Lastly, another remarkable aspect of The Chronicle is its scope. From the events surrounding the life of Christ (Chapter I) up through "Twentieth-Century Pilgrimage" (Chapter XI: 1917 onward), this book explains the political forces behind the wars, the various difficulties faced by both pilgrims and Crusaders, and the internal struggles among the Muslim caliphs that accounted for bursts of benevolent tolerance as well as sudden and harsh reprisals almost completely through personal accounts. I will try to give you some sense of that by giving you a peek at each of the 11 chapters. Seriously, it's just a peek. You would not believe all that I had to leave out! Each chapter begins with a synopsis of the period covered, which is then fleshed out through the pilgrims and events of the day.

Chapter I: The Footsteps of Jesus
This chronicles the life of Christ and lays the foundation for all the chapters to follow: this land is holy because Christ was born, lived and died here.

Chapter II: The Byzantine Period (324-634 CE)

Once Christianity became the official religion of the Roman Empire (4th century), pilgrimages to Jerusalem increased. The difficulties involved and the hardships to be endured were extreme. First, there was the sea voyage. Ships were built for function rather than comfort and pilgrims would be crowded together in the hold, living on food that rotted a little more each day. Assuming that they survived the voyage, there were wars to avoid, governments that would spring up and collapse whenever one took his eyes off of them, and the only rule that was stable was inimical to Christians.
St. Helen of the Cross, churches built, wars between various non-Christians, Jerusalem changes hands frequently.
Monasticism in the Holy Land: hermits and communities
Mosaics, sections of carpet/floor, baptismal founts, St. Sabbas in his coffin (skeleton in fine garb)

Chapter III: The Early Arab Period (634-1099)

Various caliphs, their internal wrangling, the ones held in high regard and the traitorous dogs.
Earthquake destroys Bethlehem but leaves Church of Nativity untouched.
Church encourages sinners to make pilgrimages for sins.

Chapter IV: The Kingdom of Jerusalem (1099-1187)

Pope calls for knights to stop feuding and save Holy Sepulcher. Peter the Hermit’s disastrous People’s Crusade. “Tancred of Apulia Conquers Galilee with 80 Knights.” Godfrey’s (Protector of the Holy Sepulcher) sword, spurs, and cross photo. Teutonic Order of Knights in response to German/French hostility (German inscription on knight’s tomb erased and French one substituted). Love triangle between Eleanor of Aquitaine, Louis VII, and Raymond of Antioch (ended in divorce).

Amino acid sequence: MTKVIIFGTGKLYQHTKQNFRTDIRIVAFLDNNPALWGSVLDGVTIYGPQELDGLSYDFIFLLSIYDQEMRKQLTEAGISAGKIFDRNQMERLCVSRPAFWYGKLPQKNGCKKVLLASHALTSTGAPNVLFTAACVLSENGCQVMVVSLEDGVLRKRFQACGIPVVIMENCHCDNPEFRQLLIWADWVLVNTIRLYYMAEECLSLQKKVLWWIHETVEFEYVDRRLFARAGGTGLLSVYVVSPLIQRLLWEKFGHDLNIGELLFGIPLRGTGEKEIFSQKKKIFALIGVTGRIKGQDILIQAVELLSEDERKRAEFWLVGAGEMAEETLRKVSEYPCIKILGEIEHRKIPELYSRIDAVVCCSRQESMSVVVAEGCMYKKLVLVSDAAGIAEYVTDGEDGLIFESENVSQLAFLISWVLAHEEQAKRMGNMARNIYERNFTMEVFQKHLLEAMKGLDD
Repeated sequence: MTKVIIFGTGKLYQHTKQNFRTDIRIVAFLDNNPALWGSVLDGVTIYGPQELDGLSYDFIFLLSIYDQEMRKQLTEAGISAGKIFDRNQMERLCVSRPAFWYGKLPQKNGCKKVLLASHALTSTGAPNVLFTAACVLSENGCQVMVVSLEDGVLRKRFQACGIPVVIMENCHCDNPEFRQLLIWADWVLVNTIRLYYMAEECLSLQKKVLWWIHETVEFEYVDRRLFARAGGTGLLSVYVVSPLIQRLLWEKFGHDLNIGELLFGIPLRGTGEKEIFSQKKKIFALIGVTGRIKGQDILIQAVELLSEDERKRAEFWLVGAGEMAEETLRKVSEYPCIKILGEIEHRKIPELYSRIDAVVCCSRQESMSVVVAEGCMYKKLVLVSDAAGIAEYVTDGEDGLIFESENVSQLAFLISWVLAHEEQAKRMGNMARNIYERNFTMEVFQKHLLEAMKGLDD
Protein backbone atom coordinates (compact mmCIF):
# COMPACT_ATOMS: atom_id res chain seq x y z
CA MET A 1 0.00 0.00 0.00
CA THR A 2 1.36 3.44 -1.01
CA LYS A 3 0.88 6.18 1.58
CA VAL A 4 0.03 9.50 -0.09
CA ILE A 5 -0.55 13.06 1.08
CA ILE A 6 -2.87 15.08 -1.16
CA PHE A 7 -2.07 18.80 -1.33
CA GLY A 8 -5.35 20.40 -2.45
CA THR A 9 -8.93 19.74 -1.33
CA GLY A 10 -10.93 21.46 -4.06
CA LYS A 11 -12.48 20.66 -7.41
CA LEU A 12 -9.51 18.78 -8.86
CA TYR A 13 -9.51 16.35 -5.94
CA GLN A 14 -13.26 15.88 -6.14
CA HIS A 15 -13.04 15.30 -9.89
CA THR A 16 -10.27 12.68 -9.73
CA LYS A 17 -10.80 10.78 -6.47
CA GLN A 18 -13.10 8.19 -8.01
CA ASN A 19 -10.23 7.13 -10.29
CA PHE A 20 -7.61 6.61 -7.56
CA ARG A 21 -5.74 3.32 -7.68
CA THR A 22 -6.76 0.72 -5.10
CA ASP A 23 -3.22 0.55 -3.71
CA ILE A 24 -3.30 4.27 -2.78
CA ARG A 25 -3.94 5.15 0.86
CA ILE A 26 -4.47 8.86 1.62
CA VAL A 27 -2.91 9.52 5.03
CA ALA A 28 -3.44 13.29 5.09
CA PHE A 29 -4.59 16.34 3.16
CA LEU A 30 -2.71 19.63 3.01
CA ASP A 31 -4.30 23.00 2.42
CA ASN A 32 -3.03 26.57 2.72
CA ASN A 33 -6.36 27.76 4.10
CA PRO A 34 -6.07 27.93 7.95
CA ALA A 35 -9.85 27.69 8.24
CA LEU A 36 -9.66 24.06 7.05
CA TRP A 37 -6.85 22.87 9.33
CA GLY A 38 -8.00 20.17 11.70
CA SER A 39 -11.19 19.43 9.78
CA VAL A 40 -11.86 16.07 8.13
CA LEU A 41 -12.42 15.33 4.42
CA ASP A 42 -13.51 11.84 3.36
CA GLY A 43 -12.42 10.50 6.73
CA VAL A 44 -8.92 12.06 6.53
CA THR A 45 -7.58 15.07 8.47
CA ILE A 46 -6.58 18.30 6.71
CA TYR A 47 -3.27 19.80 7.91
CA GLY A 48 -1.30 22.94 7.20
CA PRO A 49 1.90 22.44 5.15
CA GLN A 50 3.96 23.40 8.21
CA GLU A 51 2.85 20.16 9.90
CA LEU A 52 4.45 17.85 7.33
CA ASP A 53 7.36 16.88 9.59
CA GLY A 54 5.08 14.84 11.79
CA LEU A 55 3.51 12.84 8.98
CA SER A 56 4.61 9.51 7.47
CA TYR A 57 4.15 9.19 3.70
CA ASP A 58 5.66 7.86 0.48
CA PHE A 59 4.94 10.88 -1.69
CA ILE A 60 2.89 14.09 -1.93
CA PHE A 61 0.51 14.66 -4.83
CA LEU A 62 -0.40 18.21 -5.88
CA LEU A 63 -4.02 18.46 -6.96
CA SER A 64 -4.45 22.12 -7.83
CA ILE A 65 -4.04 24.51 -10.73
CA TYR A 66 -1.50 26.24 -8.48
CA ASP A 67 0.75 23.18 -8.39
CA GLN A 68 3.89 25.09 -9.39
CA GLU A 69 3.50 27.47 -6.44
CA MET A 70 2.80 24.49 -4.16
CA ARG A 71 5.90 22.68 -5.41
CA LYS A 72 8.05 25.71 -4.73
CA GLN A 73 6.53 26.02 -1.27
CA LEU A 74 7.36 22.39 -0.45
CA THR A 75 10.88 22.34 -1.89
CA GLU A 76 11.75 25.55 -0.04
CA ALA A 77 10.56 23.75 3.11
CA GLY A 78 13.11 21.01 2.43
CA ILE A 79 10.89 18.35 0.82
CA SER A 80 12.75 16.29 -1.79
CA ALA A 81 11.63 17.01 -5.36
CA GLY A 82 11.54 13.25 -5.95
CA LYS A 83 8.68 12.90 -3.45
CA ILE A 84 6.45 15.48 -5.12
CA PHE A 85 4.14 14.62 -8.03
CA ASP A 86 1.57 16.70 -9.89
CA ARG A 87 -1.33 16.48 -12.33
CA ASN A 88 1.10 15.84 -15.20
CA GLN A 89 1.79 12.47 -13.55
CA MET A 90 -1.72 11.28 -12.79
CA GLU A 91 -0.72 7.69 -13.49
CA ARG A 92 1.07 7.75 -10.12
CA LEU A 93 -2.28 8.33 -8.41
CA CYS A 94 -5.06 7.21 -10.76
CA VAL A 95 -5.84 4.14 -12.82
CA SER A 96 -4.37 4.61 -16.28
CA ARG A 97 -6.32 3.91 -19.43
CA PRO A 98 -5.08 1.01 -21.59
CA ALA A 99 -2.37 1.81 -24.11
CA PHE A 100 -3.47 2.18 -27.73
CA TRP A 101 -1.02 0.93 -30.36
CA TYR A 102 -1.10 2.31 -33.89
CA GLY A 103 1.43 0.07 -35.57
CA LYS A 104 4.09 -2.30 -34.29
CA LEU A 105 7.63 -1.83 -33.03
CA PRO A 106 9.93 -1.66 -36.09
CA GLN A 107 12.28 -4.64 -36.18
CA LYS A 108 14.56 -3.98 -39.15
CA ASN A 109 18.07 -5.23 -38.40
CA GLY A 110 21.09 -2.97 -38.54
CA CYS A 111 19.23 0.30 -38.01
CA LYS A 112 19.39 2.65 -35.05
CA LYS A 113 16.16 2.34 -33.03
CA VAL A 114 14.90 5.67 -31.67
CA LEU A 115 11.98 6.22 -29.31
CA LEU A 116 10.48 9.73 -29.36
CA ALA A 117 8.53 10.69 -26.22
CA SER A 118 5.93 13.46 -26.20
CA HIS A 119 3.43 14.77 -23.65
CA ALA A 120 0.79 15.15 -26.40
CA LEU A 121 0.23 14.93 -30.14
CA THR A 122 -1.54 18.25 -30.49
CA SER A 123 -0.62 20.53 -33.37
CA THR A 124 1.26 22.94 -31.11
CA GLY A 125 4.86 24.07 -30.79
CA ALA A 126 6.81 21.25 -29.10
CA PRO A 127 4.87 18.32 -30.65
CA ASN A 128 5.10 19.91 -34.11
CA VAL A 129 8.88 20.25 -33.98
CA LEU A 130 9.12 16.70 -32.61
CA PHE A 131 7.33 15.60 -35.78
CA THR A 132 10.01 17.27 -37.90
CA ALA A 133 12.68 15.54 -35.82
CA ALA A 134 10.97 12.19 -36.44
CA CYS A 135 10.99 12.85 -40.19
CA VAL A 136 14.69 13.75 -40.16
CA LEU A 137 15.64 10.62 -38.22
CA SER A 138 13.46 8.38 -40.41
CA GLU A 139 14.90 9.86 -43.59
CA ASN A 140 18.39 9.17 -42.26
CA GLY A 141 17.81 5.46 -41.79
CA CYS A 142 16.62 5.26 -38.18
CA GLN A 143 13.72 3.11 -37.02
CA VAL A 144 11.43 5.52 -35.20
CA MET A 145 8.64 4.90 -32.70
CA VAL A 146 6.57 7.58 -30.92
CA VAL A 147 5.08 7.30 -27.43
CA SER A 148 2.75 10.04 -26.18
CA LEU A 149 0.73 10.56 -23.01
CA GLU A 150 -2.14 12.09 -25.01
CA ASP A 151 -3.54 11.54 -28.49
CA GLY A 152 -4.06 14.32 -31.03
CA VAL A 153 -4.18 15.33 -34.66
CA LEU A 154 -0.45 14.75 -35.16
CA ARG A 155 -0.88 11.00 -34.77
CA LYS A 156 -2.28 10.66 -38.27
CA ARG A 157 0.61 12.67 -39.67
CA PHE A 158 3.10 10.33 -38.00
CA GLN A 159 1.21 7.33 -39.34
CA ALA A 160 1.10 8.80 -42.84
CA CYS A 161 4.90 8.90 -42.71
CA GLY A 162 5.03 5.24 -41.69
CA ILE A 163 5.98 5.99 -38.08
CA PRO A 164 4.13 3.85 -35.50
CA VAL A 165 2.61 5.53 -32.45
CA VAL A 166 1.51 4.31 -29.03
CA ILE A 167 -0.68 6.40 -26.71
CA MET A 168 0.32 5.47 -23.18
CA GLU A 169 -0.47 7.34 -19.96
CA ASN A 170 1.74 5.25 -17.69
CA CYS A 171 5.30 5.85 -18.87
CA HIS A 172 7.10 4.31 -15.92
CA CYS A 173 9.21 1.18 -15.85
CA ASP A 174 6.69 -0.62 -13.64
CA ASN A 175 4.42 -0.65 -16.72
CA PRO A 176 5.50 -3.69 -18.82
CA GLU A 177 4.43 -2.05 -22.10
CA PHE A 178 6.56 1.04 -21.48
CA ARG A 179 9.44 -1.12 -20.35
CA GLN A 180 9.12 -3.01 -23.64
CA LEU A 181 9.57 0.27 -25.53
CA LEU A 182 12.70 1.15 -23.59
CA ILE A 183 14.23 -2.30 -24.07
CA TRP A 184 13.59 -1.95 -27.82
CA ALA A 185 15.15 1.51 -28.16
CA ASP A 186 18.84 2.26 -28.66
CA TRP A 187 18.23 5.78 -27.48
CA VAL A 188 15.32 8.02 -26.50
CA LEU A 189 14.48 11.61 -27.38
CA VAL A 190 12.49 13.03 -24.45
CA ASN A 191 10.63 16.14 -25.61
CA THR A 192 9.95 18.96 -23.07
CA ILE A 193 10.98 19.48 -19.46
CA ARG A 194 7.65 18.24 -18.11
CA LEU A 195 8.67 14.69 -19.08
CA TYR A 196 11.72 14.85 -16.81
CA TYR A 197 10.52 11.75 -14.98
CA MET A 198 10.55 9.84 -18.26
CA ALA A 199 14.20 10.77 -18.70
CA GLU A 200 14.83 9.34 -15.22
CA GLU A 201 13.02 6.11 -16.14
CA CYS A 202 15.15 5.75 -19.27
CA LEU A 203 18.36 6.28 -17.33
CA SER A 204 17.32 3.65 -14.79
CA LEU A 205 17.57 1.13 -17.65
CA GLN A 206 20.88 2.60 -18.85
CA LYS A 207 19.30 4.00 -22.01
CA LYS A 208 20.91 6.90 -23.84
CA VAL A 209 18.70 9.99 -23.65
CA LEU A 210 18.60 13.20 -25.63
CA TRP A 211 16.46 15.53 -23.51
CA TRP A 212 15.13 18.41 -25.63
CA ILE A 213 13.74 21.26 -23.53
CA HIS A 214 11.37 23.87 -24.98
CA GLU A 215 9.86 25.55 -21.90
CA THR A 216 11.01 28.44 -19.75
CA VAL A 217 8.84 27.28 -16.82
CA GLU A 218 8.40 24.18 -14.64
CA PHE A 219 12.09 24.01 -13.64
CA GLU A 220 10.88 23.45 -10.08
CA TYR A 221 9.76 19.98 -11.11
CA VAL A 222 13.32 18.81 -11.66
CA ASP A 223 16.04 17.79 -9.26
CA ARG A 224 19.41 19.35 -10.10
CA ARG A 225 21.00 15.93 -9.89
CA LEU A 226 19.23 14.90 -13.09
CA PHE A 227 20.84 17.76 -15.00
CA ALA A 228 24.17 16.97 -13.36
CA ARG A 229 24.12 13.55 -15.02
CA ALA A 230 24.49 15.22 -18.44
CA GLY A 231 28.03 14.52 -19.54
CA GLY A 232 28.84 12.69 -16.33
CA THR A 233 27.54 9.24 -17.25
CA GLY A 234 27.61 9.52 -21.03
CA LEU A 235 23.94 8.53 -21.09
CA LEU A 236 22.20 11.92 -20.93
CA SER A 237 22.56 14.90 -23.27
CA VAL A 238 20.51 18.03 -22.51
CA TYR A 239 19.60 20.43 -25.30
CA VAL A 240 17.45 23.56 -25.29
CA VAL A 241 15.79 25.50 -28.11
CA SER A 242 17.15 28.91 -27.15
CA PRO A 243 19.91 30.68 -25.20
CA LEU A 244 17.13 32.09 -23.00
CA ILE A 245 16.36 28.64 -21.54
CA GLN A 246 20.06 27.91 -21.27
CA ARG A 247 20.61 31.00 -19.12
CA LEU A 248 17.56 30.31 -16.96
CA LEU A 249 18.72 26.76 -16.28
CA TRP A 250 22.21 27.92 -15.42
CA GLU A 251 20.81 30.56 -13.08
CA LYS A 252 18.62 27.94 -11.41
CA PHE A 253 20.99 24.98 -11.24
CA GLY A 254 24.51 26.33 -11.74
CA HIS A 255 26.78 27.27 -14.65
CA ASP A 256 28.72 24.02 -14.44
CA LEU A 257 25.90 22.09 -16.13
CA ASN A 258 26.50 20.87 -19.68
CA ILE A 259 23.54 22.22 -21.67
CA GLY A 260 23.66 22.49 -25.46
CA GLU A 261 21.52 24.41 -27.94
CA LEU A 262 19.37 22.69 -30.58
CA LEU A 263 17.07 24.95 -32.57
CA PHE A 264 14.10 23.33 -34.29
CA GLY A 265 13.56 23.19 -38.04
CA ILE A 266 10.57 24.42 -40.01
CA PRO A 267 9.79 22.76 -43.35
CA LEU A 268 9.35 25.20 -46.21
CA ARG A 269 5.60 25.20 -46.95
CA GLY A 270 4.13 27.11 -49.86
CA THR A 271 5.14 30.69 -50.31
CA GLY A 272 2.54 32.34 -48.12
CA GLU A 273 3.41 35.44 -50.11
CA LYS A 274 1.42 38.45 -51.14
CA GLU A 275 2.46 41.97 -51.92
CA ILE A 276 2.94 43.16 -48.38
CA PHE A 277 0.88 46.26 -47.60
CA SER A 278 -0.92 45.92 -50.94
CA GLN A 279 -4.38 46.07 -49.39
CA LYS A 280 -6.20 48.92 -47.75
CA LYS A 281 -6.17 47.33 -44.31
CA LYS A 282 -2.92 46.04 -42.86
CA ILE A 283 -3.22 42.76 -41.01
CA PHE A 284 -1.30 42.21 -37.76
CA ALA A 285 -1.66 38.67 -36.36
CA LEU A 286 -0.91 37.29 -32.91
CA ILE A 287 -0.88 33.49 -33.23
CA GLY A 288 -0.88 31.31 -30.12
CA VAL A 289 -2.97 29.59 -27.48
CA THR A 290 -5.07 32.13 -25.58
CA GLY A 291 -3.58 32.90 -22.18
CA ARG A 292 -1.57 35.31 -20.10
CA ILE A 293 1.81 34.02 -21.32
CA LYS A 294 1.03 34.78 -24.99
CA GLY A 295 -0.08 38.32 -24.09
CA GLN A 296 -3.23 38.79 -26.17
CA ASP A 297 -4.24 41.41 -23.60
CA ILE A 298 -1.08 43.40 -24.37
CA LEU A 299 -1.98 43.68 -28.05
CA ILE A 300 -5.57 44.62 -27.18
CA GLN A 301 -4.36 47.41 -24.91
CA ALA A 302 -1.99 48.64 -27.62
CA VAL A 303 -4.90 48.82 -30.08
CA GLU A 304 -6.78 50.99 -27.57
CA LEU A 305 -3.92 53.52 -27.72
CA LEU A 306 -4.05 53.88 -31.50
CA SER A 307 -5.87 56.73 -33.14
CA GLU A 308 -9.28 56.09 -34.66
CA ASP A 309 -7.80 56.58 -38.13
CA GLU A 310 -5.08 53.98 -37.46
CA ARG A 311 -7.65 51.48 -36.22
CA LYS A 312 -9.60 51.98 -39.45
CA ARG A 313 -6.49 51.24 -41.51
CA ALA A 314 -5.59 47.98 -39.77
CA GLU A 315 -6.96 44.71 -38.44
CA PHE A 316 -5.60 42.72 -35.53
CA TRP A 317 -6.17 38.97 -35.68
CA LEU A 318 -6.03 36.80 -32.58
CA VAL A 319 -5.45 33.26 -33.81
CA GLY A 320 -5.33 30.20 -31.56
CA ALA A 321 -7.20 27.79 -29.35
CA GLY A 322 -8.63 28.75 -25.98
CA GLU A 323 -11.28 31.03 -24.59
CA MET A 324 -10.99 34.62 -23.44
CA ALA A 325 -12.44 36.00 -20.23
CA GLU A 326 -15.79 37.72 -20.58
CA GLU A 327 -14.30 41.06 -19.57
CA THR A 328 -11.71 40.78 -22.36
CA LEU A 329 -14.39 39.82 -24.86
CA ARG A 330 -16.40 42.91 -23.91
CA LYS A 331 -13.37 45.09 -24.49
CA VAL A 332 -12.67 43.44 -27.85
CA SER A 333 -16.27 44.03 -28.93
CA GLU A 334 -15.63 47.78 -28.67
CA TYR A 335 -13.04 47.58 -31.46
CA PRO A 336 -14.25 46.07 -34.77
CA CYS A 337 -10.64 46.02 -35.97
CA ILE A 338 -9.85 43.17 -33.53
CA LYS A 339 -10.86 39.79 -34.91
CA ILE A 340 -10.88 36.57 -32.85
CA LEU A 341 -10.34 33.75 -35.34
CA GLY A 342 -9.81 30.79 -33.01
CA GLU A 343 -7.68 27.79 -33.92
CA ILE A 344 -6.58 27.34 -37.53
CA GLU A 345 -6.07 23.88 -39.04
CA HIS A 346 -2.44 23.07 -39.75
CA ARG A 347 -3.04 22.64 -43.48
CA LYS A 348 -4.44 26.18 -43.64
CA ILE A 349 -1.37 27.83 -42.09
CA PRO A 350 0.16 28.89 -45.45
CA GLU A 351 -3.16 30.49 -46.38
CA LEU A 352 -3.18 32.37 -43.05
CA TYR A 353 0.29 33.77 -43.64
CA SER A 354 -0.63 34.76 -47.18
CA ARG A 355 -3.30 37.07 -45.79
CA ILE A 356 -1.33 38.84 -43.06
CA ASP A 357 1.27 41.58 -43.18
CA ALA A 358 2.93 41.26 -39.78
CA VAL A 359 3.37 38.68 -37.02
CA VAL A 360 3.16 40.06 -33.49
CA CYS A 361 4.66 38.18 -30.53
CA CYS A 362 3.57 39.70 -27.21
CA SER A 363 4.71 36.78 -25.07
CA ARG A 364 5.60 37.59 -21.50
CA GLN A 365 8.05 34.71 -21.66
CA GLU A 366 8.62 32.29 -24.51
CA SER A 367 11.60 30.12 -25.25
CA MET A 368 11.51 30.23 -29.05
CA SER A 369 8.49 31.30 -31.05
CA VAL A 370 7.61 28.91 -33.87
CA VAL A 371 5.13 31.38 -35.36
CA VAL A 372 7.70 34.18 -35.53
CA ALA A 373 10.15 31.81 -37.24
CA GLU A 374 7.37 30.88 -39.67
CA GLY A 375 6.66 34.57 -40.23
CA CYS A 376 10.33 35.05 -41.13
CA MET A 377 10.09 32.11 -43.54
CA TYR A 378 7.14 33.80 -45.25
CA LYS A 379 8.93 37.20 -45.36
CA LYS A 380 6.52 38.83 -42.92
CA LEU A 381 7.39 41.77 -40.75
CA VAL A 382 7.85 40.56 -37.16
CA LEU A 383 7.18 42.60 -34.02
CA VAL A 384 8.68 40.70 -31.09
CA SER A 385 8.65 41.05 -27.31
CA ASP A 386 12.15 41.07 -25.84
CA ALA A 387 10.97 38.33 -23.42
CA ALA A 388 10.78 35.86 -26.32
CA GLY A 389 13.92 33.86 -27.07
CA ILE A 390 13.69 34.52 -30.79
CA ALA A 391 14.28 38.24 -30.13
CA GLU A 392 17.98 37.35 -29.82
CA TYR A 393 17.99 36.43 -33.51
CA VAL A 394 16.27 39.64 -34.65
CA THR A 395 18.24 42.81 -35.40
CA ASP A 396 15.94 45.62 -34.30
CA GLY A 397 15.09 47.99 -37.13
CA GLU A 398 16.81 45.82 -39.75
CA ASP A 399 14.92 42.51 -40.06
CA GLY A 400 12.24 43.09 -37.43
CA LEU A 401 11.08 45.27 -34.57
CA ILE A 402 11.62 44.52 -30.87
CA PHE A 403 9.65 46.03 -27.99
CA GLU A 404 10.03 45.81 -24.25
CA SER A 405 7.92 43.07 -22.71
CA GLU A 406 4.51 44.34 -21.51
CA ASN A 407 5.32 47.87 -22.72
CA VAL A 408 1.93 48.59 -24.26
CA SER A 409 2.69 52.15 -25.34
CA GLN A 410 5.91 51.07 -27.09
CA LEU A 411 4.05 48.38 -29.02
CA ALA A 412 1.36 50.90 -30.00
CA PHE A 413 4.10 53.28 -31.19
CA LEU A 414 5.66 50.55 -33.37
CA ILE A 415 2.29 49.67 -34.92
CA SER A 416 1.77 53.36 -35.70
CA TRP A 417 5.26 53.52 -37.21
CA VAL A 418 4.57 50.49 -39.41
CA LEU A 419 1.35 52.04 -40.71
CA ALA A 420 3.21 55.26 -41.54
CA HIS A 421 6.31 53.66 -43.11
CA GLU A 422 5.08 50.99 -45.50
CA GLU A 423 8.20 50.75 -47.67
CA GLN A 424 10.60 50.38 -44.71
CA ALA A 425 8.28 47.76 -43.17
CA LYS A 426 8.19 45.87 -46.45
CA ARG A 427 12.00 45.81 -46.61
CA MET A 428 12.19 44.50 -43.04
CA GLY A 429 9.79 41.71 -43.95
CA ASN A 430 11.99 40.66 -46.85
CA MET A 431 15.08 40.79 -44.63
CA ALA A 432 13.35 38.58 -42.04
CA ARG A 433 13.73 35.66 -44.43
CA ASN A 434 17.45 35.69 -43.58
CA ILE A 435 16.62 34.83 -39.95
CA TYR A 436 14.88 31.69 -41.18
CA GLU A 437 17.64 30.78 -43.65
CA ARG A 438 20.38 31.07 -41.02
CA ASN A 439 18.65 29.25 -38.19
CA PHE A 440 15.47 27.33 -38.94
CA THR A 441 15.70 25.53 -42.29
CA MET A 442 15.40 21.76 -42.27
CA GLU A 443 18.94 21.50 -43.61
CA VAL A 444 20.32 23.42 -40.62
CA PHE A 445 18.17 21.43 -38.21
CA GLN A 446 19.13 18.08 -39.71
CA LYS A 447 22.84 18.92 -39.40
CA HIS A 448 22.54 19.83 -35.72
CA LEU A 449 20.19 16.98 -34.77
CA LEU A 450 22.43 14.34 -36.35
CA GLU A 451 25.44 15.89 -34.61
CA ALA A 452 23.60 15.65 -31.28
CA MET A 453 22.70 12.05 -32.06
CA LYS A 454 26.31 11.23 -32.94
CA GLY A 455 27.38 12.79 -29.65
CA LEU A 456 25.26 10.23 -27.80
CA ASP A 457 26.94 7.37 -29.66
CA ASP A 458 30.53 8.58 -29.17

Crusaders rebuild Church of Holy Sepulcher. Women in the Crusades. Saladin defeats the Crusaders and razes all their fortress but neglects city of Tyre, thereby leaving possibility of a third crusade.

Chapter V: The Second Crusader Kingdom (1187-1270)

Heavy hitters set out to face Saladin and retake Jerusalem: Richard Lionheart, Philip II, Friedrich Barbarossa. Almost 3000 Muslim prisoners executed at Acre when Saladin refuses terms. Saladin nearly takes Jaffa but Richard Lionheart’s timely arrival and daring dive into the surf saves Christian defenders. St. King Louis’s role and death.

Chapter VI: The Mameluke Conquest (1260-1516)

Non-Christians crack down on pilgrims—Franciscans charged fee and threatened with beating to death—and destroy Church of Annunciation. Non-Christians make money off pilgrims. Pilgrims complain of noise, unpleasant odors, living conditions, and fees associated with food/travel/amenities. Prestige knighthood titles. Bogislav wrote a third-person account of his own exploits against the
Turkish pirates and fought off the last of them with a skewer for roasting chickens.

Chapter VII: Under Ottoman Rule (1516-1798)

Turks drug their soldiers and camels with opium (for fighting spirit). French pharmacist mentions 275 plants from his journey to Holy Land by name. Scotsman William Lithgow writes crude, simple account of his travels, using nicknames where he forgot the real ones, and bluntly informing critics of his work that he wished they would hang. Bestseller in twelve editions and sold for 200 years.